Some time ago, I wrote that the #DailyDose—of energy–does not necessarily mean a daily post. It is the vibration of chronic illness that determines whether writing happens or not. I aim to meet the daily rhythm of the energy; that is the heart of Aim for Even.
For nearly two weeks, there has been no writing but there has been meditation and yoga. As well, a limited social media presence. The fluidity of chronic illness floats on the gift of time—always—yet this recent flare-up of autoimmune and spinal cord disease was unlike the others.
The severity of it surprised me but at the same time intrigued. Some days, time stilled. On other days, it was as if there was no time at all. The days passed fast.
Alan Watts tells an anecdote about translating Zen stories into English. The Zen master sees no need for it because Zen can be found in any book be it “the Bible, Alice in Wonderland, or even the dictionary.”
In other words, “the sound of rain needs no translation” (Alan Watts).
In my recent flare-up, I found an energy I never knew existed. I discovered it when my fatigue kept me all but bedridden for a few days. All I could do was focus on the moment I had, and what else is the meditative state?
It was as if I became an observer–a witness–rather than a participant in my chronic illness. It was not some kind of out of body experience but just the opposite. I have never been more aware of being in my body because I was not participating in the drama of my mind.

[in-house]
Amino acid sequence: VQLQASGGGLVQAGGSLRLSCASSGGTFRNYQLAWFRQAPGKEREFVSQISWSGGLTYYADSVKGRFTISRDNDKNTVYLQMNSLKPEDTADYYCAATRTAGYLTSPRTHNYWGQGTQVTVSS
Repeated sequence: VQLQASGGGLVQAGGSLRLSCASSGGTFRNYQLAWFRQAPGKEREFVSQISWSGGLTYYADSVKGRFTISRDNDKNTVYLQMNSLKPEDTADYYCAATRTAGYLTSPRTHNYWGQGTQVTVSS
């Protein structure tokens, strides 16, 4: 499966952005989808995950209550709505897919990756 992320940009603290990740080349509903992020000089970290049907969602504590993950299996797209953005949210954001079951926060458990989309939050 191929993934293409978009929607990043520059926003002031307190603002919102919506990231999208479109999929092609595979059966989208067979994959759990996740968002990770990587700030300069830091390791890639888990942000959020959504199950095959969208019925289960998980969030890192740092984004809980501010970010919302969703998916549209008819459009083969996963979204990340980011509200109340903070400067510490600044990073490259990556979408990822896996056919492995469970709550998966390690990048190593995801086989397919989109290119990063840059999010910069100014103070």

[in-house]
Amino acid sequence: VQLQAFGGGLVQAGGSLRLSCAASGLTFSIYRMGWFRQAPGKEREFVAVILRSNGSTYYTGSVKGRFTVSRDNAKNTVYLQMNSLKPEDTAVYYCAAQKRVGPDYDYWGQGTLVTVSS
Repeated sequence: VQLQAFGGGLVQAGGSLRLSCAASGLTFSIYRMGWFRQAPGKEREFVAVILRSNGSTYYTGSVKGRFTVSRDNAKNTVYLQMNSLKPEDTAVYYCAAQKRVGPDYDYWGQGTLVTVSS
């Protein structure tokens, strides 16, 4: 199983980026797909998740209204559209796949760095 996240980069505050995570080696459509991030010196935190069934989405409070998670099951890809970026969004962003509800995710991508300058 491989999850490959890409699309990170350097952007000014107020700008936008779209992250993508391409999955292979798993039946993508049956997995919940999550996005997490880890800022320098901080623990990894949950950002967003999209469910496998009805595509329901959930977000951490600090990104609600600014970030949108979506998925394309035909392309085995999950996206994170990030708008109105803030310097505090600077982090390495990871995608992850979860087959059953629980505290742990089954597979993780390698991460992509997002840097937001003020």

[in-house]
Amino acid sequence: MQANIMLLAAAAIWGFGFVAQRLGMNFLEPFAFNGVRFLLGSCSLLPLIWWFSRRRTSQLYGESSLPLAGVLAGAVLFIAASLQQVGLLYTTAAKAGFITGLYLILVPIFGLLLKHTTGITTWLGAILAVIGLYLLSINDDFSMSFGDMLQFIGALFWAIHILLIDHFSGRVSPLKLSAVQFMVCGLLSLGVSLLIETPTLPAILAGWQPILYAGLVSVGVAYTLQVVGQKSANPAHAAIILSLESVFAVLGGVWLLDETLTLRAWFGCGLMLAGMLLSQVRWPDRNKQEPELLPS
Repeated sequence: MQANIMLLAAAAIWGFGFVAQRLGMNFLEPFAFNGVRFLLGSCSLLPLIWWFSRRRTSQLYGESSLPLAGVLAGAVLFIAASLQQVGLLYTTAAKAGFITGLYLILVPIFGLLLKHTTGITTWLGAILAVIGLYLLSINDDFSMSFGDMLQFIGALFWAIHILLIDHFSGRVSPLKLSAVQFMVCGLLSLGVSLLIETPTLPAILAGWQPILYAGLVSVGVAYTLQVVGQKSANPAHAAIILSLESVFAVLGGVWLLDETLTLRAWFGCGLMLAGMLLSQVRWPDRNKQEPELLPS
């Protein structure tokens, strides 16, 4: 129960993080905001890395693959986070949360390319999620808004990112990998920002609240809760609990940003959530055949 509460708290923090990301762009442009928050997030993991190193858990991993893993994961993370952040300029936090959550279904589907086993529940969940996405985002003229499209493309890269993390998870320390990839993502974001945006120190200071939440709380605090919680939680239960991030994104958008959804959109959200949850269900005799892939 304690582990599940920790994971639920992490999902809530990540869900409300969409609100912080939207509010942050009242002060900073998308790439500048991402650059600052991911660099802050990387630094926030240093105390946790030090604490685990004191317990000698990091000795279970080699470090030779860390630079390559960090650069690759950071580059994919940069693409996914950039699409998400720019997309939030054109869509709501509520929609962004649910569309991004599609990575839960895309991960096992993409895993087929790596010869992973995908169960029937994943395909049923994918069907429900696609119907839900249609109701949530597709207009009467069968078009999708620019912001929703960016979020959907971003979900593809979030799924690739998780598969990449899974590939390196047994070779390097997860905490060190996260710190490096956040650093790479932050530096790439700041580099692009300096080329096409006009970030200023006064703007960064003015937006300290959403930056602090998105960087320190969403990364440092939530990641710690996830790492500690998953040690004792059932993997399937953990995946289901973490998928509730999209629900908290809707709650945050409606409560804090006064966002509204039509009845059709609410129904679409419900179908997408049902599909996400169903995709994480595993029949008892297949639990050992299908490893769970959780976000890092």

I am not cured but I am changed. I have heard the sound of rain. In fact, one morning as I began meditating, it did rain.
I practice mindfulness meditation with my eyes open and focus on the breath. In that moment, I was the rain, sitting “in the seat of self” witnessing what it is to be alive. It is more than enough, so much more.
In the book, The Untethered Soul, Michael A. Singer showed me how to deal with the drama of my mind as my body works so hard to win the war within. Here, winning is adapting, accepting change. It is not a competition.
As an observer, rather than a participant in my ego’s drama, my body has an easier time of doing what it does best—adapting. My symptoms continue but I remain distant from the drama.
I am the witness watching. And that is making all the difference.
Be serene in the oneness of things and
erroneous views will
disappear by themselves.